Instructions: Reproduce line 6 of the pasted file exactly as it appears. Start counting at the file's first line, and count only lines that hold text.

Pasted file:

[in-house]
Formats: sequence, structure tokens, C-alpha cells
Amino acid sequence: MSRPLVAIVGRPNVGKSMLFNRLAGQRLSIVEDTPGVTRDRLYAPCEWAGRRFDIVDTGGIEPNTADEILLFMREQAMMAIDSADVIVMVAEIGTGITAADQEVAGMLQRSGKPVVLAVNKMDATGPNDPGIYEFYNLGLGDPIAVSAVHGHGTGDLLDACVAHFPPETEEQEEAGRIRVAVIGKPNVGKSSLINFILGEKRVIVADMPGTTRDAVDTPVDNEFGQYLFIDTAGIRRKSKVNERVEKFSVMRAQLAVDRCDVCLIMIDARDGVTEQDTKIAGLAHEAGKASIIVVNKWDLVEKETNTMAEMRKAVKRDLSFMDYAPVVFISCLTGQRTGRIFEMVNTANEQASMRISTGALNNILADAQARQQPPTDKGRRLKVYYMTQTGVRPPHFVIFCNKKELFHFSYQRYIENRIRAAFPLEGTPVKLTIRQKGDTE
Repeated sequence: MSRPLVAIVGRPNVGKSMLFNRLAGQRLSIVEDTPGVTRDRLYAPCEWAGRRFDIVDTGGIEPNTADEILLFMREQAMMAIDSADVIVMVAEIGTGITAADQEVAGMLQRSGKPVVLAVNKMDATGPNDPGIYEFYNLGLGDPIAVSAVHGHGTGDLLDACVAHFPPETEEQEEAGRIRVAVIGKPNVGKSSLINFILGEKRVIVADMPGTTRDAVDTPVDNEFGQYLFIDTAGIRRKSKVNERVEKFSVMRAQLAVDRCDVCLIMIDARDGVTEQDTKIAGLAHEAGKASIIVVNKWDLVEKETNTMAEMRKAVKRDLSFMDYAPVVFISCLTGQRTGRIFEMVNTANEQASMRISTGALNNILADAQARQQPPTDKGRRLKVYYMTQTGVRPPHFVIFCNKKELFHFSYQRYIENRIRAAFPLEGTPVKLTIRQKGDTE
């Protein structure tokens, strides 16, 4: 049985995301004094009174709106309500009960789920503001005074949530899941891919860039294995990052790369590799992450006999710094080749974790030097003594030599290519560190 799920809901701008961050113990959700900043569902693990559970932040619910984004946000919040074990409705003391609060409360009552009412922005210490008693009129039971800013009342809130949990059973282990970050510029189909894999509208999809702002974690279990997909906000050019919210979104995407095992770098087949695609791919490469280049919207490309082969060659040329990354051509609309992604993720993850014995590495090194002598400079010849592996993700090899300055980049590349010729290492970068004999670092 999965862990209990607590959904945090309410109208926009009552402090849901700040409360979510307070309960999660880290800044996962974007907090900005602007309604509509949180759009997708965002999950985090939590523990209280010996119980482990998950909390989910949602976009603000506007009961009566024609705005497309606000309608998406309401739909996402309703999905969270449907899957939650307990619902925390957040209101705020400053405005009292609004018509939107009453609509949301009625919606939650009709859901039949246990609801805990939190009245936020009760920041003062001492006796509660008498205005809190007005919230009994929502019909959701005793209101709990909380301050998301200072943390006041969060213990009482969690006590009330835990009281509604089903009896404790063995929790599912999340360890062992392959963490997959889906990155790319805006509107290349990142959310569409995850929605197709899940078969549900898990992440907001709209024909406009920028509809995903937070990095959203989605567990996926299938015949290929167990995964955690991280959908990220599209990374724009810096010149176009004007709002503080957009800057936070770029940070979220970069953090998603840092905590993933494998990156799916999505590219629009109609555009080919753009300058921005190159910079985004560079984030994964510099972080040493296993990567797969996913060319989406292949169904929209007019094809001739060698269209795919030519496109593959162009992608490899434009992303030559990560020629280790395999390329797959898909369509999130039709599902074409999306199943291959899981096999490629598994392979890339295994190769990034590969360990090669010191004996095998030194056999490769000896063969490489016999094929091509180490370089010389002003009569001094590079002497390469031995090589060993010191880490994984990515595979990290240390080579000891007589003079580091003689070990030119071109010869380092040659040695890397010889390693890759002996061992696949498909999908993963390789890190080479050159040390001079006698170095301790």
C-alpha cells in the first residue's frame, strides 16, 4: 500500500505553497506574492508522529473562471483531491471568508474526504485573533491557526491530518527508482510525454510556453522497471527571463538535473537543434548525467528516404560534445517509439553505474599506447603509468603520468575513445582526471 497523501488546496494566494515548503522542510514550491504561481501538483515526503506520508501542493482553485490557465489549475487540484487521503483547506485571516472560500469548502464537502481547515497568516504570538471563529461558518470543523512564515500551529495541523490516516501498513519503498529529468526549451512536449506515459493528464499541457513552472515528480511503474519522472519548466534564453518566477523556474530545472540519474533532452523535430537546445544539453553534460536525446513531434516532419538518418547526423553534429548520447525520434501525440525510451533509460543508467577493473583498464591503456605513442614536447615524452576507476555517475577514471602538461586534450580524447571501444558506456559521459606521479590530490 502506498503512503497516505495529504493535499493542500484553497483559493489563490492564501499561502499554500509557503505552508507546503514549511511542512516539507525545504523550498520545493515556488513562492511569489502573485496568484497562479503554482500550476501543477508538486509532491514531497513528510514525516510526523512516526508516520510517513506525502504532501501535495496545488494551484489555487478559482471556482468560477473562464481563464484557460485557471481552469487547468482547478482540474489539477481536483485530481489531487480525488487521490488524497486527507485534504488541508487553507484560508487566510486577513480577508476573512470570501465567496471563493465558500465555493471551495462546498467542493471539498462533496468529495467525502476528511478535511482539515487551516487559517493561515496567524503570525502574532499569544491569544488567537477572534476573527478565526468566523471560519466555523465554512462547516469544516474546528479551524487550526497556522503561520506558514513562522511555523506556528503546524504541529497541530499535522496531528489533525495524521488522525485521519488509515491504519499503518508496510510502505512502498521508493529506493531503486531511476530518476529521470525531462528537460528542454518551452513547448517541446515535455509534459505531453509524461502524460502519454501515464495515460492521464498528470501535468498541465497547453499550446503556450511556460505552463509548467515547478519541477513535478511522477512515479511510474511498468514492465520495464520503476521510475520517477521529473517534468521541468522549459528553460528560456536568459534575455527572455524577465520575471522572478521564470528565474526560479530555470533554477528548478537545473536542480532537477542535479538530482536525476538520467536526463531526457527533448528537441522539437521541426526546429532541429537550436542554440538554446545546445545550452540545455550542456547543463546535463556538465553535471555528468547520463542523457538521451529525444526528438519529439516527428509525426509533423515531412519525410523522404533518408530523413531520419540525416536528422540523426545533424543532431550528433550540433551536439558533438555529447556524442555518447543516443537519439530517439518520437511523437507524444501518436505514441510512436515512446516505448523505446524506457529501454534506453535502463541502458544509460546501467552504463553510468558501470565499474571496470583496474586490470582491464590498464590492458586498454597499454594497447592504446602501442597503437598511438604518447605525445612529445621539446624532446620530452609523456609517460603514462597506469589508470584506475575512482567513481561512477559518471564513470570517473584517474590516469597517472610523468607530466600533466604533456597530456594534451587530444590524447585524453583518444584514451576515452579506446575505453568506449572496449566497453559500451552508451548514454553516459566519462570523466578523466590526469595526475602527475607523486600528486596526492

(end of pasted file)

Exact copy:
C-alpha cells in the first residue's frame, strides 16, 4: 500500500505553497506574492508522529473562471483531491471568508474526504485573533491557526491530518527508482510525454510556453522497471527571463538535473537543434548525467528516404560534445517509439553505474599506447603509468603520468575513445582526471 497523501488546496494566494515548503522542510514550491504561481501538483515526503506520508501542493482553485490557465489549475487540484487521503483547506485571516472560500469548502464537502481547515497568516504570538471563529461558518470543523512564515500551529495541523490516516501498513519503498529529468526549451512536449506515459493528464499541457513552472515528480511503474519522472519548466534564453518566477523556474530545472540519474533532452523535430537546445544539453553534460536525446513531434516532419538518418547526423553534429548520447525520434501525440525510451533509460543508467577493473583498464591503456605513442614536447615524452576507476555517475577514471602538461586534450580524447571501444558506456559521459606521479590530490 502506498503512503497516505495529504493535499493542500484553497483559493489563490492564501499561502499554500509557503505552508507546503514549511511542512516539507525545504523550498520545493515556488513562492511569489502573485496568484497562479503554482500550476501543477508538486509532491514531497513528510514525516510526523512516526508516520510517513506525502504532501501535495496545488494551484489555487478559482471556482468560477473562464481563464484557460485557471481552469487547468482547478482540474489539477481536483485530481489531487480525488487521490488524497486527507485534504488541508487553507484560508487566510486577513480577508476573512470570501465567496471563493465558500465555493471551495462546498467542493471539498462533496468529495467525502476528511478535511482539515487551516487559517493561515496567524503570525502574532499569544491569544488567537477572534476573527478565526468566523471560519466555523465554512462547516469544516474546528479551524487550526497556522503561520506558514513562522511555523506556528503546524504541529497541530499535522496531528489533525495524521488522525485521519488509515491504519499503518508496510510502505512502498521508493529506493531503486531511476530518476529521470525531462528537460528542454518551452513547448517541446515535455509534459505531453509524461502524460502519454501515464495515460492521464498528470501535468498541465497547453499550446503556450511556460505552463509548467515547478519541477513535478511522477512515479511510474511498468514492465520495464520503476521510475520517477521529473517534468521541468522549459528553460528560456536568459534575455527572455524577465520575471522572478521564470528565474526560479530555470533554477528548478537545473536542480532537477542535479538530482536525476538520467536526463531526457527533448528537441522539437521541426526546429532541429537550436542554440538554446545546445545550452540545455550542456547543463546535463556538465553535471555528468547520463542523457538521451529525444526528438519529439516527428509525426509533423515531412519525410523522404533518408530523413531520419540525416536528422540523426545533424543532431550528433550540433551536439558533438555529447556524442555518447543516443537519439530517439518520437511523437507524444501518436505514441510512436515512446516505448523505446524506457529501454534506453535502463541502458544509460546501467552504463553510468558501470565499474571496470583496474586490470582491464590498464590492458586498454597499454594497447592504446602501442597503437598511438604518447605525445612529445621539446624532446620530452609523456609517460603514462597506469589508470584506475575512482567513481561512477559518471564513470570517473584517474590516469597517472610523468607530466600533466604533456597530456594534451587530444590524447585524453583518444584514451576515452579506446575505453568506449572496449566497453559500451552508451548514454553516459566519462570523466578523466590526469595526475602527475607523486600528486596526492